Marine Stingers (Jellyfish)
There is an array of jellyfish (also called 'marine stingers') in Queensland's tropical waters.
Stingers are of particular concern in waters between November to May/June. In Tropical North Queensland, we call this period 'stinger season'
The most dangerous species that may be present in North Queensland waters during stinger season is one of the species of Box Jellyfish (Chironex fleckeri). It can cause fatalities.
There are also jellyfish commonly known as Irukandji Jellyfish. This name is used to encompass a group of jellyfish that can cause Irukandji Syndrome. Irukandji Syndrome is a painful reaction to a Irukandji sting and may require hospitalisation.
Many beaches have a bottle of household vinegar provided on the beach. If you are stung, pour vinegar on the sting and then seek medical attention.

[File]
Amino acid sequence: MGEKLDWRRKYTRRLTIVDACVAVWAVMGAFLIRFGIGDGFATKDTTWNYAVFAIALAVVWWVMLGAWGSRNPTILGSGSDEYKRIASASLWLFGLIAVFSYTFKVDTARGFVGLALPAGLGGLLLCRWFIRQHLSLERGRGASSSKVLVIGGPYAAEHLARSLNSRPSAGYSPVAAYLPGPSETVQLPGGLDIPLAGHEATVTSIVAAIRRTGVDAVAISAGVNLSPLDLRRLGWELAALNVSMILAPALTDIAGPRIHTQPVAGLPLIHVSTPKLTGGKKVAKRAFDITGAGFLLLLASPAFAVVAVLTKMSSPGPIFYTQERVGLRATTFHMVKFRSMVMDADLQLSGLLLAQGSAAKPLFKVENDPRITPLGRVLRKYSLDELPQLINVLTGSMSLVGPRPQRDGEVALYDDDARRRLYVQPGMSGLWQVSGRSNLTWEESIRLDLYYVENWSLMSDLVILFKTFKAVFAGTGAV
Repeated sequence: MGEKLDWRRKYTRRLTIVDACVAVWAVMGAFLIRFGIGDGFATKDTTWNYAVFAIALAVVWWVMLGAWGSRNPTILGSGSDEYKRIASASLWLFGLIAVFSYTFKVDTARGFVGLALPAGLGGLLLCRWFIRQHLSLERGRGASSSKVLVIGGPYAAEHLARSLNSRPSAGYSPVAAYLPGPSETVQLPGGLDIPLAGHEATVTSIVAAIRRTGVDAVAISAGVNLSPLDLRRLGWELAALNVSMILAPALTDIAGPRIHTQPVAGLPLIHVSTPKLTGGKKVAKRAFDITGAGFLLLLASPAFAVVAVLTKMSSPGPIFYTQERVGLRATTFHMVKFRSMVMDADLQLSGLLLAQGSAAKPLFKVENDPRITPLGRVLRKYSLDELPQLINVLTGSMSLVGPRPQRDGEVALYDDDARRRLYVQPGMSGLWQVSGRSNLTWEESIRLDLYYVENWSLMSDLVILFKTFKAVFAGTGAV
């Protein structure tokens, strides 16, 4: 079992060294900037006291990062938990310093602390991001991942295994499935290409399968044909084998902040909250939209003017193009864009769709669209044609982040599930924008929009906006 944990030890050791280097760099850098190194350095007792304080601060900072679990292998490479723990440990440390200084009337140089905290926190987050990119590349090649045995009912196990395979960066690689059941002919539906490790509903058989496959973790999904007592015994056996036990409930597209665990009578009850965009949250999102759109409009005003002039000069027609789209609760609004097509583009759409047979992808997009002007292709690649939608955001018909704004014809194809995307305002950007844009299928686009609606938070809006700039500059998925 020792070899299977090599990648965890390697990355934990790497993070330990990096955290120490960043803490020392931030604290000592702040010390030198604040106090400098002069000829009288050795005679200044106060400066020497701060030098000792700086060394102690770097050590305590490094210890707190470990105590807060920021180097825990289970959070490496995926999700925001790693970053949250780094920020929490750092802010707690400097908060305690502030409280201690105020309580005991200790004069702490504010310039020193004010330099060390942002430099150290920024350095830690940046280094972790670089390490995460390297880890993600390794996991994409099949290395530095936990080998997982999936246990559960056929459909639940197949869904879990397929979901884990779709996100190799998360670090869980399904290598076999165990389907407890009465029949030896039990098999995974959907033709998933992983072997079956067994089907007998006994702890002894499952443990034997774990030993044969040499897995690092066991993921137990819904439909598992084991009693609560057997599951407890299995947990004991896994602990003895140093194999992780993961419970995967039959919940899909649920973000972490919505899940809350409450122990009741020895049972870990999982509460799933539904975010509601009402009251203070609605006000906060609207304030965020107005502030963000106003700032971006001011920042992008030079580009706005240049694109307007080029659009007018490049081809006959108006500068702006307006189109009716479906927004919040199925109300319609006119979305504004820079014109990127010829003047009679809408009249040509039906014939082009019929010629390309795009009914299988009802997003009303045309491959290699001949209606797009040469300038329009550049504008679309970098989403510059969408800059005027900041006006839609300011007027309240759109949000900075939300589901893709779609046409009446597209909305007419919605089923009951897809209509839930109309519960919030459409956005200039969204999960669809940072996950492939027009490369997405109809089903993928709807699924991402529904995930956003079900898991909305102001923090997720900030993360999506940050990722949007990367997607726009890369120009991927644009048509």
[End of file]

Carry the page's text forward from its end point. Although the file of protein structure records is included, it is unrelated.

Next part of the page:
Look for and observe warning signs. Don't swim when beaches are closed.
During stinger season many beaches in Tropical North Queensland have stinger-resistant enclosures (stinger nets) to help protect swimmers from jellyfish. Stinger nets afford a high degree of protection, however, they are stinger 'resistant' not stinger 'proof'. To avoid Irukandji stings check with the beach lifeguard / lifesaver.
Do not interfere with stinger nets or sit on floating pontoons. During stinger season it is advised to wear protective clothing (wet suit or lycra 'stinger suit') when swimming in the sea (beach and reef). Enter water slowly (Chironex Box Jellyfish will often swim away from people given the opportunity and time).
(The beaches in South East Queensland are free of stingers. )
Source : Health Queensland Gov.
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